Me: (Driving mom to Circle Center Adult Daycare) That damn car almost hit us, mom!
Mom: That damn car!
Me: Did you say damn?
Mom: Yes I did.
Me: I am shocked … my mom says damn!
Mom: I say it sometimes. (Pause) A lot of times. I like to say damn.
Me: What else do you like to say?
Mom: Hell. I say hell all the time. Like, oh hell. Or, Helen Bolin.
Me: Helen Bolin?!
Mom: Helen Bolin. She was a good cook. I loved her. My daddy said she was the best cook in the United States of America.
Me: You remember Helen Bolin? She’s been in the land of angels for a long, long time. But, damnit to hell … I remember her, too!
Note: Helen Bolin was the “house maid and cook” for my grandfather from when mom was in her early teens to when I was seven or eight.
I called her “Henen” as a little guy, and I can remember the warmth of her hugs to this day. Oh, and her homemade rolls … they were the best damn rolls in the United States of America.
It’s funny how memory works. I have not heard mom, or anyone for that matter, mention Helen Bolin in ages. But, the second she did, my first thought was, pass the rolls!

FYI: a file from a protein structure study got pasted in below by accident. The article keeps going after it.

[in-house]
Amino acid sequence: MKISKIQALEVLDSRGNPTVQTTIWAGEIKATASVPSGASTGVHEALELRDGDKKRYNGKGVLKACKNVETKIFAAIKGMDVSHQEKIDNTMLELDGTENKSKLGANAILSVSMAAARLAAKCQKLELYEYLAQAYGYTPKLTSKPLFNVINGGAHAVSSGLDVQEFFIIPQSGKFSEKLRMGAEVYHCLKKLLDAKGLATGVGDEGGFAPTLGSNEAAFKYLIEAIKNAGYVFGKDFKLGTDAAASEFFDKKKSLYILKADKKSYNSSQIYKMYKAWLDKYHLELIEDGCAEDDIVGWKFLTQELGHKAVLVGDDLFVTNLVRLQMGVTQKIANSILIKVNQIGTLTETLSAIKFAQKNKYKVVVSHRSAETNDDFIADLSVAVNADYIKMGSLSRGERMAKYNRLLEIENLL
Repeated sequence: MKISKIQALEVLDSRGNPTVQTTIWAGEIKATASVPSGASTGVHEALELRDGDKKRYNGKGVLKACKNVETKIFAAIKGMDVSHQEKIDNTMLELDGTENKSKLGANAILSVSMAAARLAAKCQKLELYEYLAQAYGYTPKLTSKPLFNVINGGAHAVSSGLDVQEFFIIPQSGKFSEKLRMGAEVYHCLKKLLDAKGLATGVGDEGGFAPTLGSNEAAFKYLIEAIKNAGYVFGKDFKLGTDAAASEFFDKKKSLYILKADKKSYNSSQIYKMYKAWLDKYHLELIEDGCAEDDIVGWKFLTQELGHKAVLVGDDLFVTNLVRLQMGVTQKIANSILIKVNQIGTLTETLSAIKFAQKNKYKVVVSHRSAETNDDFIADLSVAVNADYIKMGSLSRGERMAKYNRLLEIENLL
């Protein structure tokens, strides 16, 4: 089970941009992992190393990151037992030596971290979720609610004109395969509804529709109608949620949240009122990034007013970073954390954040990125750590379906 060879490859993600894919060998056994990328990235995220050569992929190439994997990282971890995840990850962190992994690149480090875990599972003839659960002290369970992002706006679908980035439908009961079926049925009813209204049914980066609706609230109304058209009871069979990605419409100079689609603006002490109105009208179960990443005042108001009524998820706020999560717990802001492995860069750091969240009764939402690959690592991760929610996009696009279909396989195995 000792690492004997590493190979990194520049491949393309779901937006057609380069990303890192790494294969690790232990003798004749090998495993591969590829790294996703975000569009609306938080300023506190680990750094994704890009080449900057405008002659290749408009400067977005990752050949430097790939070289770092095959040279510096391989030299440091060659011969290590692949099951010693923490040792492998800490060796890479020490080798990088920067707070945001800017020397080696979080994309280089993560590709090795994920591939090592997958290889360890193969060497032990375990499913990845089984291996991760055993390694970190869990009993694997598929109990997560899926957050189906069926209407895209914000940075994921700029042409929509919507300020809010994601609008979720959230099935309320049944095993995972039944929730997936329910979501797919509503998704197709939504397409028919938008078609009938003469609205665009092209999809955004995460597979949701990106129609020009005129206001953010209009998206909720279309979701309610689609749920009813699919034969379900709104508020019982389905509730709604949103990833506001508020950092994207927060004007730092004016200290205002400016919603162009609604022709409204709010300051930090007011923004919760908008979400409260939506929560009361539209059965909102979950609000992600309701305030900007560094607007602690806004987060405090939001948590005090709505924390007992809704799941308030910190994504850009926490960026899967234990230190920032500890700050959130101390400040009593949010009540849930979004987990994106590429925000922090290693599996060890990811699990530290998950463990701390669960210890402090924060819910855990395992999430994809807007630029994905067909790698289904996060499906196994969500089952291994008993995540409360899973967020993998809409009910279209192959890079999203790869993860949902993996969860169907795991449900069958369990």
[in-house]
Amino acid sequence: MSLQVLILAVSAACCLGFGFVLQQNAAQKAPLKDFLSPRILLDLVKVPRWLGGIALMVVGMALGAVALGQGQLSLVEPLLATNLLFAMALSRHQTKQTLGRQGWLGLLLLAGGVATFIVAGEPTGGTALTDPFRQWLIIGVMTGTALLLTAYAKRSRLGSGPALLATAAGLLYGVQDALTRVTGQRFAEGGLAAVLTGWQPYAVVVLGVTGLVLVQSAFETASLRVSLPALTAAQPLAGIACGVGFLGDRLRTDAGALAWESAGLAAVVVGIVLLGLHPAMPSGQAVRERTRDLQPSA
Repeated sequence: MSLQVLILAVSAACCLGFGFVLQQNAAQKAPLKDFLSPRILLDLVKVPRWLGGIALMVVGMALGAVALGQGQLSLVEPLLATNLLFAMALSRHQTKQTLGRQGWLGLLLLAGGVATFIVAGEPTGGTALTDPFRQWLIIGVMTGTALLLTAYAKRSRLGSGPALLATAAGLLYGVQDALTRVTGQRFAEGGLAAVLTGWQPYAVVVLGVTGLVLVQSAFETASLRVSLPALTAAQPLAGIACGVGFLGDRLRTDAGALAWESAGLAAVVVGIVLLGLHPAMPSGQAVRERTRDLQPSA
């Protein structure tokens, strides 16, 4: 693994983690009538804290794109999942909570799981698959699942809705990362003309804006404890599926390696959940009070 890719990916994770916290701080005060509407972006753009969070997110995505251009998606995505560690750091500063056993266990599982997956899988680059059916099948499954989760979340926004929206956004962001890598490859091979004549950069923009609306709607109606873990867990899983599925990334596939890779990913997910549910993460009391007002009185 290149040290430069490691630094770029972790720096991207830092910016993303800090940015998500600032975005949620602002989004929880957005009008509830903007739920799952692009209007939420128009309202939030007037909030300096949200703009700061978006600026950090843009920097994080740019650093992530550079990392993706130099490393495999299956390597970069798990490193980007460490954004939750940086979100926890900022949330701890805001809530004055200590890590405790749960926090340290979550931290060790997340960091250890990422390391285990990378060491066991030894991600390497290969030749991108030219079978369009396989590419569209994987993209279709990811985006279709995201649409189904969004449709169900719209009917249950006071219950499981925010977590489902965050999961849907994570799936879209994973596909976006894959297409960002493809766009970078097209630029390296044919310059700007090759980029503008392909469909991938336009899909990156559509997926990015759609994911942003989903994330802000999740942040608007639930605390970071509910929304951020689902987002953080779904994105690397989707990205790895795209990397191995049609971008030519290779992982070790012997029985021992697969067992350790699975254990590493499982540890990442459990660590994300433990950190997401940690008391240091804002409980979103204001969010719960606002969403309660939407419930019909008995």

I could see them being served in a baking pan, right out of the oven.
I could feel the heat as I grabbed for the biggest roll with both of my hands.
The only way I could describe the smell would be heavenly, and the taste … hot, buttery, golden perfection!
I could hear my voice as a kid say, “Pass me another one of “Henen’s” rolls, please … please … please.”
My brain was filled with thoughts of Helen Bolin … long gone, but at this moment in time, not forgotten.
Hopefully Helen is looking down from on high and accepting my long overdue compliments.
“Henen,” just know that when the rolls are called up yonder, I’ll be there.
That is if swearing within earshot of your ninety-four year old mom doesn’t keep you from entering the pearly gates.
Time will tell.